“2.5D rendering is used to extrude polygons from their surrounding features, creating an illusion of depth in your map”
In this module we will examine the 2.5D renderer in QGIS and understand the basic options that can be used to specify how extrusion should take place.
Goal: To learn basic workflows behind working with the 2.5D renderer
You need to do the following tasks to achieve results like the example above :
Add the populates places layer from appendix1-naturalearth-data/ne.sqlite
Buffer the layer
Select the '2.5D' renderer for the buffer layer
Use an expression to set the height
Experiment with roof, wall colours
Check your results:
Your map looks similar to the image above
scale_linear( "pop_max" , 4645, 19028000, 2, 10)
scale_exp( "pop_max" , 4645, 19028000, 2, 10, 1.1)
In order to simulate perspective for extruded objects, an algorithm is used to compute the distance of each object from the top of the map. This distance is then used to render the objects, starting with those closest to the top of the map, ending with those closest to the bottom. You can view (and modify) this formula in the 'control feature rendering order' expression editor.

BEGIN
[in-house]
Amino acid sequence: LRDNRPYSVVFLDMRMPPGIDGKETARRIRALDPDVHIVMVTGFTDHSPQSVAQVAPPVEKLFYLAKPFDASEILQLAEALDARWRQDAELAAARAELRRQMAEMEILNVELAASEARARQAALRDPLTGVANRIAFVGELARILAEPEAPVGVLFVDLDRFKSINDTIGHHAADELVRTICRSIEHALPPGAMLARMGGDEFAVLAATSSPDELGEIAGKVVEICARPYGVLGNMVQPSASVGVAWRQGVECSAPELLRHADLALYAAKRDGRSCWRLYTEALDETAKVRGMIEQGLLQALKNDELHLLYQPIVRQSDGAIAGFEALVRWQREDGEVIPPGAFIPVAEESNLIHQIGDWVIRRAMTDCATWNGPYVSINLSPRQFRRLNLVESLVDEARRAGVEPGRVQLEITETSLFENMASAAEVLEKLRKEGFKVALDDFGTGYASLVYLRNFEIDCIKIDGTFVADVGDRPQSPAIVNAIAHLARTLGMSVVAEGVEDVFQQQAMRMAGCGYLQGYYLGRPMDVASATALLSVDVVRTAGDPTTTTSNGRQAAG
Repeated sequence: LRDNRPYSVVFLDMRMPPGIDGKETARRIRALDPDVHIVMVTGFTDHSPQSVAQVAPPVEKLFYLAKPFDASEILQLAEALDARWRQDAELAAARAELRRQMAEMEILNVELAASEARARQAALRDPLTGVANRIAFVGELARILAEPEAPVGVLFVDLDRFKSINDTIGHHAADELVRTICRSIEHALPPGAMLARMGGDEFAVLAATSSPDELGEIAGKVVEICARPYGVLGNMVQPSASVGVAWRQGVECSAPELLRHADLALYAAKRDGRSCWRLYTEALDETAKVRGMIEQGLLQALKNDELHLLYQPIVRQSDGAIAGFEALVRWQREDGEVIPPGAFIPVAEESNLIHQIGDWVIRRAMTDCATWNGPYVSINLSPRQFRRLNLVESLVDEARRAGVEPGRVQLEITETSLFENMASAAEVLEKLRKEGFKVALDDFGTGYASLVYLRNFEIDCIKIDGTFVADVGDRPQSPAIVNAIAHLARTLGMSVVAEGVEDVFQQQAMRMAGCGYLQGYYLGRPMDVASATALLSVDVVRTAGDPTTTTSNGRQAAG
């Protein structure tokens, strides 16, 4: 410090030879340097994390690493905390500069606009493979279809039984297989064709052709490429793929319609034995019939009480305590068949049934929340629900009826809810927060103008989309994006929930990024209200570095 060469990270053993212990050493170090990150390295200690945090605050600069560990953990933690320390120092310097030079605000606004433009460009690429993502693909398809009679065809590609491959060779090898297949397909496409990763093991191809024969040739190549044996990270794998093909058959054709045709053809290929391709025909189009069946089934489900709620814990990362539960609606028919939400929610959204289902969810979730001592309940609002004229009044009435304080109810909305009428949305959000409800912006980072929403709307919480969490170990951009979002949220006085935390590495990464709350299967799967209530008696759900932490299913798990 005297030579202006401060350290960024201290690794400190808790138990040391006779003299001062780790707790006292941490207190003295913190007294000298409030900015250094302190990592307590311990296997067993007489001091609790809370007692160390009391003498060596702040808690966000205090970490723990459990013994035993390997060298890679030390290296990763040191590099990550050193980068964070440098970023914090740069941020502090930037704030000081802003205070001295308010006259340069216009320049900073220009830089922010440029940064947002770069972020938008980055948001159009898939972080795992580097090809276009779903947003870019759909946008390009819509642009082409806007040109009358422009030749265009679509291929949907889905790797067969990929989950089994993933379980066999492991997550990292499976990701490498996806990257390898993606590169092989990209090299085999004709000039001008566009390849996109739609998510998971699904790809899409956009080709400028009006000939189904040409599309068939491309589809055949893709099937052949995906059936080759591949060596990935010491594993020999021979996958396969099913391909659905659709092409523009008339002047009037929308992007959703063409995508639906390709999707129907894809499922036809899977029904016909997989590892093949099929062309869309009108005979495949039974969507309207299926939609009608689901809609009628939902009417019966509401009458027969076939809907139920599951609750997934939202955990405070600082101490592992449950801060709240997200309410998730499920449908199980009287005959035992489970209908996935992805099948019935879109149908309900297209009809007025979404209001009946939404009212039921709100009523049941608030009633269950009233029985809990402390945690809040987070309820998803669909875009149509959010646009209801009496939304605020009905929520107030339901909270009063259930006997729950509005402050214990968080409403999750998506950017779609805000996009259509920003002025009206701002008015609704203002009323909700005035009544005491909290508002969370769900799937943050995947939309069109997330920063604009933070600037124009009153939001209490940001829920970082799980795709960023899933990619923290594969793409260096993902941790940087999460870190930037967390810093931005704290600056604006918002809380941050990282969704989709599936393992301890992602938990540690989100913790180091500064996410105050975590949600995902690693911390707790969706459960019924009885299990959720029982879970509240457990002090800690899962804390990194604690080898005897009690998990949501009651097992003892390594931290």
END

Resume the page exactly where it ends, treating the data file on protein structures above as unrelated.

2.5D renderer uses a special symbol layer style called 'geometry_generator' to compute the extruded geometry for the 'walls' and 'roof' of the extruded polygon. You can use the geometry generator to do other cool stuff like buffering geometries on the fly.
If you change the renderer to single symbol renderer QGIS will create a number of symbol layers and preserve the 2.5D rendered style. You can use these symbol layers to manipulate the 2.5D rendering in fine-grained detail. You can also add additional geometry generator symbol layers to create effects like this:
One other important thing to note: 2.5D renderer uses two special layer variables to store the qgis_25d_angle and qgis_25d_height. If you try to copy the style from one layer to another, these values will NOT be copied, so you need to manually set them on the destination layer if needed.